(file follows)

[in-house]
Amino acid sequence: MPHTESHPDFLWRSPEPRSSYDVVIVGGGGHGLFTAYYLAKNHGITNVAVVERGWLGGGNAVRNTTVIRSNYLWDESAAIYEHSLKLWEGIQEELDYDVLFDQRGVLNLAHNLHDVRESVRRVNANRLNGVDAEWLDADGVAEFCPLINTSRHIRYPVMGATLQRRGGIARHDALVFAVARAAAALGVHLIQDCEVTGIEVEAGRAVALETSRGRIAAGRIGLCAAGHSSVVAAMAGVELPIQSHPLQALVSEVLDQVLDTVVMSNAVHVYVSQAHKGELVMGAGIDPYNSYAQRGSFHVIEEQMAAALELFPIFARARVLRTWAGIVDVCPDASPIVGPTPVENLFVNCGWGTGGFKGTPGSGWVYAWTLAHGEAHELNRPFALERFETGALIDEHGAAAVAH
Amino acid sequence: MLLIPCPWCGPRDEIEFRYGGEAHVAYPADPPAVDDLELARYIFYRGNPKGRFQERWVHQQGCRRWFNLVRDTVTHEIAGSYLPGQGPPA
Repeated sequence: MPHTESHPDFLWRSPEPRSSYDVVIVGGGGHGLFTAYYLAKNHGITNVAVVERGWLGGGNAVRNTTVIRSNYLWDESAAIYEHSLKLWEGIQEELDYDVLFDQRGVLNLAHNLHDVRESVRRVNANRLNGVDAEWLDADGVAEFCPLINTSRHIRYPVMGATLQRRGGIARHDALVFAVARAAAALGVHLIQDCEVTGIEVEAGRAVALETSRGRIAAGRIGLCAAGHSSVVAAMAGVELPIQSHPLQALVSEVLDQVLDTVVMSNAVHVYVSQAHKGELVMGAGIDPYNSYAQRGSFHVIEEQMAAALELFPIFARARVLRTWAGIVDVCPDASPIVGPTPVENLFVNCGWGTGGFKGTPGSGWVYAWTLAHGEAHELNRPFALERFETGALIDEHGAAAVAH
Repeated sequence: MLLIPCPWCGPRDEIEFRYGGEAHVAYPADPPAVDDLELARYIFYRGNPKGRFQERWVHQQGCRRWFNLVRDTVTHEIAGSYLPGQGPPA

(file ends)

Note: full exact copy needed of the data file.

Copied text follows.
[in-house]
Amino acid sequence: MPHTESHPDFLWRSPEPRSSYDVVIVGGGGHGLFTAYYLAKNHGITNVAVVERGWLGGGNAVRNTTVIRSNYLWDESAAIYEHSLKLWEGIQEELDYDVLFDQRGVLNLAHNLHDVRESVRRVNANRLNGVDAEWLDADGVAEFCPLINTSRHIRYPVMGATLQRRGGIARHDALVFAVARAAAALGVHLIQDCEVTGIEVEAGRAVALETSRGRIAAGRIGLCAAGHSSVVAAMAGVELPIQSHPLQALVSEVLDQVLDTVVMSNAVHVYVSQAHKGELVMGAGIDPYNSYAQRGSFHVIEEQMAAALELFPIFARARVLRTWAGIVDVCPDASPIVGPTPVENLFVNCGWGTGGFKGTPGSGWVYAWTLAHGEAHELNRPFALERFETGALIDEHGAAAVAH
Amino acid sequence: MLLIPCPWCGPRDEIEFRYGGEAHVAYPADPPAVDDLELARYIFYRGNPKGRFQERWVHQQGCRRWFNLVRDTVTHEIAGSYLPGQGPPA
Repeated sequence: MPHTESHPDFLWRSPEPRSSYDVVIVGGGGHGLFTAYYLAKNHGITNVAVVERGWLGGGNAVRNTTVIRSNYLWDESAAIYEHSLKLWEGIQEELDYDVLFDQRGVLNLAHNLHDVRESVRRVNANRLNGVDAEWLDADGVAEFCPLINTSRHIRYPVMGATLQRRGGIARHDALVFAVARAAAALGVHLIQDCEVTGIEVEAGRAVALETSRGRIAAGRIGLCAAGHSSVVAAMAGVELPIQSHPLQALVSEVLDQVLDTVVMSNAVHVYVSQAHKGELVMGAGIDPYNSYAQRGSFHVIEEQMAAALELFPIFARARVLRTWAGIVDVCPDASPIVGPTPVENLFVNCGWGTGGFKGTPGSGWVYAWTLAHGEAHELNRPFALERFETGALIDEHGAAAVAH
Repeated sequence: MLLIPCPWCGPRDEIEFRYGGEAHVAYPADPPAVDDLELARYIFYRGNPKGRFQERWVHQQGCRRWFNLVRDTVTHEIAGSYLPGQGPPA